On July 14, the United States Equal Employment Opportunity Commission (“EEOC”) published guidance on laws governing pregnancy-based discrimination for the first time since 1984. Charges of pregnancy discrimination are rising largely due to common and persistent misconceptions about pregnancy in the workplace.
The two of the main federal laws concerning pregnancy-related discrimination in the workplace are the Pregnancy Discrimination Act (“PDA”) and the Americans with Disabilities Act (“ADA”). The PDA is an amendment to Title VII of the Civil Rights Act of 1964 (“Title VII”), which contains two fundamental restrictions on how employers may treat workers for pregnancy-related reasons.
First, employers may not discriminate against employees on the basis of pregnancy, childbirth or other related medical conditions. Second, women affected by pregnancy, childbirth or other related conditions must be treated the same as other persons similar in their ability or inability to work. The ADA’s pregnancy-related provisions mandate that employers must accommodate impairments caused by an employee’s pregnancy to the same extent they would other disabilities in the workplace.
While the laws may appear to be simple, applying them to the numerous contexts in which workplace discrimination may arise can be more complex. That’s where the EEOC guidelines come in to play. We have reviewed the guidance and summarized eleven of its most critical points, to be posted in a two-part series. Here are the first five:
1) Title VII prohibits employment decisions based on stereotypes and assumptions about pregnancy and how it affects a woman’s ability to perform her job. For example, refusing to hire a pregnant woman based on the assumption that she will have attendance problems or leave her job after the child is born is unlawful, even when the employer is acting unconsciously or with the belief that it is furthering the employee’s best interest. As the Supreme Court has specifically stated: “[W]e are beyond the day when an employer could evaluate employees by assuming or insisting that they matched the stereotype associated with the group.”
2) Lactation is a covered pregnancy-related medical condition. Title VII requires an employer to offer a woman who is lactating the same accommodations for addressing related health needs that it would provide her coworkers for other similarly limiting medical conditions.
3) Title VII forbids employers from requiring that pregnant workers who are able to do their jobs to take leave. As the EEOC’s guidance explains, such an action constitutes discrimination, even if the employer believes it is in the woman’s best interest, because it is almost certainly motivated by stereotypes about pregnancy.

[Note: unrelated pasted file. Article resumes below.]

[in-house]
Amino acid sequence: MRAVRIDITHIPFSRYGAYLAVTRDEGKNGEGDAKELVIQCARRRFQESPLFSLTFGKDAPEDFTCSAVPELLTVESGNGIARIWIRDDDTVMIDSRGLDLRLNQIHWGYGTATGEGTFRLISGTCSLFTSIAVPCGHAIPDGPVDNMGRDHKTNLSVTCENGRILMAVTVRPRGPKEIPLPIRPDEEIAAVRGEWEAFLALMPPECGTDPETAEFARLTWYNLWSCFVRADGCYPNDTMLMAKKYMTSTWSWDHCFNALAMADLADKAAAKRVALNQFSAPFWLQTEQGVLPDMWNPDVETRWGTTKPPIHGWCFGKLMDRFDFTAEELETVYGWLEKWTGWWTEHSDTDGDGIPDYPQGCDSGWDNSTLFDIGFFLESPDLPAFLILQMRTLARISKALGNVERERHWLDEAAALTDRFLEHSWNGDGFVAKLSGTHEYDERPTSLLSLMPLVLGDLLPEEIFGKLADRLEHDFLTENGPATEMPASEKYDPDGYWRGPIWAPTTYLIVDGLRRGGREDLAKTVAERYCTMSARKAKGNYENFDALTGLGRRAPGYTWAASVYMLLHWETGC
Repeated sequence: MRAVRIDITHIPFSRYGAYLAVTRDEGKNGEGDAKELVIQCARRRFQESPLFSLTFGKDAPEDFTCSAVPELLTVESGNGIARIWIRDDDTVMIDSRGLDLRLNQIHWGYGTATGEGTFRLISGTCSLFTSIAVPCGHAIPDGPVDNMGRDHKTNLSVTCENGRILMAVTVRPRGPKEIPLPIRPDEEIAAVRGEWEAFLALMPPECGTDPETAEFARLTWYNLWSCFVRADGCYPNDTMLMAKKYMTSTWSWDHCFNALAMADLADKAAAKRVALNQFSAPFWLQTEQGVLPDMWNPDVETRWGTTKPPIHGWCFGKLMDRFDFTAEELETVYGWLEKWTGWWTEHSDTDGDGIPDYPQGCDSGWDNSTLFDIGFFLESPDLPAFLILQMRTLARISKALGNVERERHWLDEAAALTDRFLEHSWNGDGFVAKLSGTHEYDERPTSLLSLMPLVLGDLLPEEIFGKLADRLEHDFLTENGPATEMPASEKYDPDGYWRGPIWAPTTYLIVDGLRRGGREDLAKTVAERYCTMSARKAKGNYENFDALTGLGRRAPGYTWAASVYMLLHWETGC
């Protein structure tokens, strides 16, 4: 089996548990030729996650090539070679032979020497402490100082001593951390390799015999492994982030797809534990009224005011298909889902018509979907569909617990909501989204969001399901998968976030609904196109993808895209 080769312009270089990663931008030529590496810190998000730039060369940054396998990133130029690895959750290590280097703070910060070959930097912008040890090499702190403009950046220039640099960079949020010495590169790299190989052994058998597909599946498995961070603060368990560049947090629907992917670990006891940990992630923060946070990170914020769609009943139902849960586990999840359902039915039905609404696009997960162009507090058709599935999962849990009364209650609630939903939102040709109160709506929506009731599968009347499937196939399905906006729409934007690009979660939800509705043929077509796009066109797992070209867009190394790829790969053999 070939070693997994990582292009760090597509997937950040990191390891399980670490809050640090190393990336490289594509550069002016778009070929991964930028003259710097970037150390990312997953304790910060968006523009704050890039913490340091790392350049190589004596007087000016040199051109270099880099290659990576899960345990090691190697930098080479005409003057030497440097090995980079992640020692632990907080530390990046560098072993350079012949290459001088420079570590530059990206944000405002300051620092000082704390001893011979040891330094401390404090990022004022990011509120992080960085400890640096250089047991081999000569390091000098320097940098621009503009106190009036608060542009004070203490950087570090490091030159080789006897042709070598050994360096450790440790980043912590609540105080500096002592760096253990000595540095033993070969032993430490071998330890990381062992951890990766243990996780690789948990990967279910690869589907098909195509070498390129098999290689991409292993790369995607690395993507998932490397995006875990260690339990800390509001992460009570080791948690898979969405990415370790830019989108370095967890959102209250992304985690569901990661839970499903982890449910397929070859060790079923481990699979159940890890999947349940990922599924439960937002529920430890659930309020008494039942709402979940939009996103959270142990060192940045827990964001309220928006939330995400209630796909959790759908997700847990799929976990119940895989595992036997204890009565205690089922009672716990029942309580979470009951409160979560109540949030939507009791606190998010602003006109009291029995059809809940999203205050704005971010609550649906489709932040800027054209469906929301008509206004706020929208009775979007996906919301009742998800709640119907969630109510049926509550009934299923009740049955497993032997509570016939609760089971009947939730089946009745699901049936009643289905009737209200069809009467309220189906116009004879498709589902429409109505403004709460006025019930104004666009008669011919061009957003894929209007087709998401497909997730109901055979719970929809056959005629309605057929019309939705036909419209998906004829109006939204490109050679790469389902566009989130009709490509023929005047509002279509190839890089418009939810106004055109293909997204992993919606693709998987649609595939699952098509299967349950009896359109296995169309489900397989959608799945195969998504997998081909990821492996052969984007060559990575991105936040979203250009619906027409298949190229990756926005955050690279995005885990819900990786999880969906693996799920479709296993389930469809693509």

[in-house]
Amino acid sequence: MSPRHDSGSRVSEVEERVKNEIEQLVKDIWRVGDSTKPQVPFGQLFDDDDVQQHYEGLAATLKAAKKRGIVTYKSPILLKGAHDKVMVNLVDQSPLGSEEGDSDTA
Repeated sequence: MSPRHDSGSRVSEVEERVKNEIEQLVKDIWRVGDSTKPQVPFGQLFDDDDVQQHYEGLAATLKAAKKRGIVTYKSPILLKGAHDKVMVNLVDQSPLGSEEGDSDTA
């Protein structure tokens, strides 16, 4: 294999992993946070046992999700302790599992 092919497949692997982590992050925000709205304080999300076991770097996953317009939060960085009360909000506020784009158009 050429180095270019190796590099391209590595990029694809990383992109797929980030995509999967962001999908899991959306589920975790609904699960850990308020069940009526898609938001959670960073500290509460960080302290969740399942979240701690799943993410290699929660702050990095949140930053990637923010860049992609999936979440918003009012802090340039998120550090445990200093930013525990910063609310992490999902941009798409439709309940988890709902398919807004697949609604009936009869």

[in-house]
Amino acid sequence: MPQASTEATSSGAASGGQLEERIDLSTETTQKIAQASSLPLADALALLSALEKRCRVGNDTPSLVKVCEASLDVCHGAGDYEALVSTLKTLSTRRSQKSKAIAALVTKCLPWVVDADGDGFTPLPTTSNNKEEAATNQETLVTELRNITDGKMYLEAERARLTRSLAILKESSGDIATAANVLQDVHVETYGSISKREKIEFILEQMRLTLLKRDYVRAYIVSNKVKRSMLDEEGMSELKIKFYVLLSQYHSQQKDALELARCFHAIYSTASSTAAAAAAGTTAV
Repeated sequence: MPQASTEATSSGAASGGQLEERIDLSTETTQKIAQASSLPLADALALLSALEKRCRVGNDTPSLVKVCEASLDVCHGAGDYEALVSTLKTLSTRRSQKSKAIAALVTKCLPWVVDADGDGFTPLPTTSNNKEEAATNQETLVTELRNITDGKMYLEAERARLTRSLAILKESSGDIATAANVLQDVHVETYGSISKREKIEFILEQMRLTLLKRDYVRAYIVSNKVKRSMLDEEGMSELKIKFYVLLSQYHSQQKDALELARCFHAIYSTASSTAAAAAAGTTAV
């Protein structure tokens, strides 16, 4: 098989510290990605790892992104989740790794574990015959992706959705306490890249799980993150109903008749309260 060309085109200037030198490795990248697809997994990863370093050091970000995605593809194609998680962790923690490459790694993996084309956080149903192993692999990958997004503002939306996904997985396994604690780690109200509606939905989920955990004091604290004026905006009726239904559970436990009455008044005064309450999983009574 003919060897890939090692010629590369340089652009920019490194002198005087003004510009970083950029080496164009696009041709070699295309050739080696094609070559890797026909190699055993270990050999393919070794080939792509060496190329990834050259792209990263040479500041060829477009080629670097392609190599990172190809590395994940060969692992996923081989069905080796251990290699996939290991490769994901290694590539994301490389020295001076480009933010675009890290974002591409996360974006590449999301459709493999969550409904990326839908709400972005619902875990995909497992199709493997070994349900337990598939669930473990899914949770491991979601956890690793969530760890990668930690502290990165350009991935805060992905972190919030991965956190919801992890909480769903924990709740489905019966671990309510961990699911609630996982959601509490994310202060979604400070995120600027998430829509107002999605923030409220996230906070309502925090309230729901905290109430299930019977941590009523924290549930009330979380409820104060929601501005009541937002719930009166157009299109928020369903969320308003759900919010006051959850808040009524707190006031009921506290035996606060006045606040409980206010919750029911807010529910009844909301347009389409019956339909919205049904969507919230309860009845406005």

4) Title VII requires that parental leave (which is different from medical leave associated with childbearing or recovering from childbirth) be provided to similarly-situated men and women on the same terms. An employee may have a valid claim for discrimination against her employer if she is treated differently from a man for taking parental leave, based on the employer’s mistaken assumption that a new mother would be less committed to her job.
5) The ADA requires that employers make reasonable accommodations to pregnancy-related impairments just as they would other qualified disabilities in the workplace. For example, an employer who has a policy of providing light duty for any employee who cannot perform one or more jobs for up to 90 days due to injury, illness, or a condition that would be a disability under the ADA must provide those same accommodations to a women who is similarly affected due to pregnancy-related reasons.
If you were fired, demoted, or otherwise discriminated against in a job for reasons related to your pregnancy, childbirth, or the desire to become pregnant, you may have a case of discrimination under Title VII and the ADA. For a consultation, please call us at (703) 791-9087 or visit our web site at www.erlichlawoffice.com.
Please join us for Part 2 when we’ll discuss the second set of things you should know from the EEOC’s recent pregnancy discrimination guidelines.